Hunters, Teachers, and Wildlife Lovers:
- First time trail camera buyers guide, this page also has a quiz that will help you match your interests/budget with a camera.
- Big Game Logic, "What to look for when buying a trail camera."
- 2016 Best trail camera reviews and comparisons
Researchers and Upper Level Educators (also worth reading for those in the categories above):
- Ohio State University: "The basics of using remote cameras for monitoring wildlife."
- Wildlife Society Bulletin: "Identifying performance differences among trail cameras used to monitor forest mammals."
- PLOS One- "Evaluation of trail-cameras for analyzing the diet of nesting raptors using the Northern Goshawk as a Model."
A Few Tips and Tricks
I found that there are some tips and tricks to using a trail camera. The type of camera you use will define how you set it up and the type of exposure and images you get. With ours we found that it works best if it's set a ways off of the main site where you expect to see the animal(s), if it is too close then the ensuing "flash" (which is UV and animals can't see well) may over-expose the animal or reflect too much off it's fur (see picture below).
Heavily trafficked human areas are also usually heavily trafficked animal areas, particularly cut-throughs and places where humans may leave food or wrappers. Learn how to find animal (and human) trails and start tracking. Look for animal tracks in sand or mud and use those as cues that they might be good locations to set the camera.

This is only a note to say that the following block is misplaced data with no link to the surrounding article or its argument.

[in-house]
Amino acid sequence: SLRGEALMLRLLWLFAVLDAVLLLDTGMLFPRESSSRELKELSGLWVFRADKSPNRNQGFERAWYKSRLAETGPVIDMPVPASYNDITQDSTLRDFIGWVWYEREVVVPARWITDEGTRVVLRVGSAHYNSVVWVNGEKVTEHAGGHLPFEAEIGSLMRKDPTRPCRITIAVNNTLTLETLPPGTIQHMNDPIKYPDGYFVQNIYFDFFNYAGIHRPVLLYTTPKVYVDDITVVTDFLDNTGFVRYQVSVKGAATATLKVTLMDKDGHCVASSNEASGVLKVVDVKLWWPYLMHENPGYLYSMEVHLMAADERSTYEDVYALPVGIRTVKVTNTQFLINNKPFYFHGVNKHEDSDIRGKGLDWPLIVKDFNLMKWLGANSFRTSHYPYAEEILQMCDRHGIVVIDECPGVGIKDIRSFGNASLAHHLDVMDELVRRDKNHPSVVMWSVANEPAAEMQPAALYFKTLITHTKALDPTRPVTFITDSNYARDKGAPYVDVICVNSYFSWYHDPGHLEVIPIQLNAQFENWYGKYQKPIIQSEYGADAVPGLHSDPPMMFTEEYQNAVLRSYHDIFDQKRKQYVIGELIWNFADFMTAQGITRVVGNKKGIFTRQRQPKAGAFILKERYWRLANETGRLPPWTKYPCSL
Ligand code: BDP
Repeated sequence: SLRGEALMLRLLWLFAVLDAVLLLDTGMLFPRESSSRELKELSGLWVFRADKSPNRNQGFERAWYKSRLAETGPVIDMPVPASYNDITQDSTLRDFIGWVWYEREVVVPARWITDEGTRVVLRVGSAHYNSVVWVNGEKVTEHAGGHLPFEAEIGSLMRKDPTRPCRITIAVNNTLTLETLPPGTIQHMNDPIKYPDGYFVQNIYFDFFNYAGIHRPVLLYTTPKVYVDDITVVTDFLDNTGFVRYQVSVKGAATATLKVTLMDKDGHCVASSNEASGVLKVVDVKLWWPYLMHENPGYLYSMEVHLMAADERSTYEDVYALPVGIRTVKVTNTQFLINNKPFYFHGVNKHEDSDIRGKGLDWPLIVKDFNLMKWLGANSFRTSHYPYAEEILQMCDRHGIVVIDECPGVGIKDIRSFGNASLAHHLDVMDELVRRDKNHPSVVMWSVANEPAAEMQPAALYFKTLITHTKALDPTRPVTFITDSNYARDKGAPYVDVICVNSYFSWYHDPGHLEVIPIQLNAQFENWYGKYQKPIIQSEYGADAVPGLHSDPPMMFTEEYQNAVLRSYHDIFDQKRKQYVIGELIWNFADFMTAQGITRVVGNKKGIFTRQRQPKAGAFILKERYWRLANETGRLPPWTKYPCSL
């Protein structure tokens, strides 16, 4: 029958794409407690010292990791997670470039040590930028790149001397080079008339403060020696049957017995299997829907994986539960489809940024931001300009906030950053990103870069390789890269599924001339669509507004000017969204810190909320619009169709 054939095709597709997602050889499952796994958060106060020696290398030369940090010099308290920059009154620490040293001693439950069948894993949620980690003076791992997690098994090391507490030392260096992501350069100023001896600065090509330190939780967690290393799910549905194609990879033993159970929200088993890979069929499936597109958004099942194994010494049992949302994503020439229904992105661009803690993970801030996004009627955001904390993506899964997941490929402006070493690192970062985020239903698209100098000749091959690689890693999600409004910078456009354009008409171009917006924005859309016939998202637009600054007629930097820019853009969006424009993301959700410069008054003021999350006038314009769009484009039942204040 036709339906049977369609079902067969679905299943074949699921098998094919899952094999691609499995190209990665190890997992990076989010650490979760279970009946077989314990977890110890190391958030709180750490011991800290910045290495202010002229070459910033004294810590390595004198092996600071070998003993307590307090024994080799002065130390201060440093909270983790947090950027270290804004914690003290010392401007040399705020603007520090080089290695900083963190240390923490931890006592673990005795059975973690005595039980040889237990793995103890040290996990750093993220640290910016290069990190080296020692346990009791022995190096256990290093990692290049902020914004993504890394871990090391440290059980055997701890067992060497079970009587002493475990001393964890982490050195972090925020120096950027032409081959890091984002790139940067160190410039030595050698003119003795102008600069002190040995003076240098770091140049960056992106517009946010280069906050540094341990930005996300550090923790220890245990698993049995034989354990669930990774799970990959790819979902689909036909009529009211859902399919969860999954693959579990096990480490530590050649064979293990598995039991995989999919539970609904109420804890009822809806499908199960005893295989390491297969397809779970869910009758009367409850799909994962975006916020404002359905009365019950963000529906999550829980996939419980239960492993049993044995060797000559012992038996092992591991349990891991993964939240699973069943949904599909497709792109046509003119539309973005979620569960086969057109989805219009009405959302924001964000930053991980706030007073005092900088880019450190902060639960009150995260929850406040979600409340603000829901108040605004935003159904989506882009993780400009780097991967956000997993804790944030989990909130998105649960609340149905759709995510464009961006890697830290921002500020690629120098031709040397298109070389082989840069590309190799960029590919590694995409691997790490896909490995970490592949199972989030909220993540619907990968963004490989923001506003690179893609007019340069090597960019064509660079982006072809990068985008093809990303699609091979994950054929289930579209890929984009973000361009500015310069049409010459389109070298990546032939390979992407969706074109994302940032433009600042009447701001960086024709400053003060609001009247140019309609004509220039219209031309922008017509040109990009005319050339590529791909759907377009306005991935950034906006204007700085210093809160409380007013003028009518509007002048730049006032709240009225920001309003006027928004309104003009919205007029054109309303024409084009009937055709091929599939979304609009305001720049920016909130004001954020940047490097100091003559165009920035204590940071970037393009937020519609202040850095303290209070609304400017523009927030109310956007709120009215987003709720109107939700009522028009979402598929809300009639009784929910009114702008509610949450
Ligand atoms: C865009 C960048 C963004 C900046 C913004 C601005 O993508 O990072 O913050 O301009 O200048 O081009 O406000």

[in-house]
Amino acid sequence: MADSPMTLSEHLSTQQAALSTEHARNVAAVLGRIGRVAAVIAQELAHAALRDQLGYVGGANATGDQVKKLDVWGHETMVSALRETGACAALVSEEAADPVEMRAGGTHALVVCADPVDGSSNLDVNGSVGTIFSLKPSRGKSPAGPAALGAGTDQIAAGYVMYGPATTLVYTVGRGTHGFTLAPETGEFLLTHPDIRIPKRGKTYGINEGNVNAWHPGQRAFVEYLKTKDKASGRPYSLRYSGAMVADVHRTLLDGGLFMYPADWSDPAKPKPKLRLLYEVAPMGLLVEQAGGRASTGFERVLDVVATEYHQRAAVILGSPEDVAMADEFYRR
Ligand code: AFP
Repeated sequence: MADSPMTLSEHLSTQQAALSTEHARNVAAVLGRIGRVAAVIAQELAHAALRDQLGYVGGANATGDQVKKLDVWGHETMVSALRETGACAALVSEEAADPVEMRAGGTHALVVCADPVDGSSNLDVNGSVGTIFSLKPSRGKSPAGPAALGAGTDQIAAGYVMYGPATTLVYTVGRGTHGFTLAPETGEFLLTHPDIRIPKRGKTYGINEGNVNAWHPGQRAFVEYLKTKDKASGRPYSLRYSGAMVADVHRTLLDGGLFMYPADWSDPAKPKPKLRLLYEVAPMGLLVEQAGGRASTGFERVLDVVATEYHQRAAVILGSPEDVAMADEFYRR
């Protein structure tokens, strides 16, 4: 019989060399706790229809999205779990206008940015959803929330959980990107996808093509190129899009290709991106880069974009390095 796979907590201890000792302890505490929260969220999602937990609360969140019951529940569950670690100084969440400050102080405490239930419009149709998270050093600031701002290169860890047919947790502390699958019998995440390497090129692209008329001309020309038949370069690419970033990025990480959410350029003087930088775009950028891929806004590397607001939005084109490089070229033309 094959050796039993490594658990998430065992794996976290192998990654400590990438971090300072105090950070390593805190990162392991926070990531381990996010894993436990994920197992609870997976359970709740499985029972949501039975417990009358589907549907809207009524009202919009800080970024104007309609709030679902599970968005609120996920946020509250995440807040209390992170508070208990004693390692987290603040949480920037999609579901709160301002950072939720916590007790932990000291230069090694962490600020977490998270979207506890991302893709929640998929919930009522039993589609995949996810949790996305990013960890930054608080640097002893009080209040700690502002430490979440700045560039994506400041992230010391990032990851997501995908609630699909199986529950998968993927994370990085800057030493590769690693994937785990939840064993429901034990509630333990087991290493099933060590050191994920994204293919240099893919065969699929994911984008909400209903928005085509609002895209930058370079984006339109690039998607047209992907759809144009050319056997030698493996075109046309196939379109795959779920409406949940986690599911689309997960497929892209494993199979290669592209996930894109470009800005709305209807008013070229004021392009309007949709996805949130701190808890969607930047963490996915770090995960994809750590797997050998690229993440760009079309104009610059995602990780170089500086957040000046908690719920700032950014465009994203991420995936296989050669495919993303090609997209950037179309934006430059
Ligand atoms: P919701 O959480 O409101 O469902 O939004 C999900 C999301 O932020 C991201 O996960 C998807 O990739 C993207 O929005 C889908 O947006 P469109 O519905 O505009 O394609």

Baiting is a subject of "de-bait" (love the puns). I don't see it as a problem if it is a one time activity for educational purposes and not hunting (which is illegal), especially for non-game animals. However, you must walk a fine line with what is and is not legal in your state. Be sure to read up on your state's rules and regulations. If in doubt, leave it out.
From my own experience I know that going out to retrieve your trail camera after a night of recording is exciting. it's the thrills of the unknown and of "What did I get this time?" It's like opening up a Cracker Jack box to see what is inside. I'm a boring adult, but for kids this can be even more exciting. I would highly recommend getting a trail camera as a birthday or family gift. It encourages you to get outside, interact with nature, and develop a greater understanding of what lives around you. I guarantee you that your local animal community is much larger than you think. It's also exciting to try to record specific animals. A trail camera is a great investment for your own use or the classroom.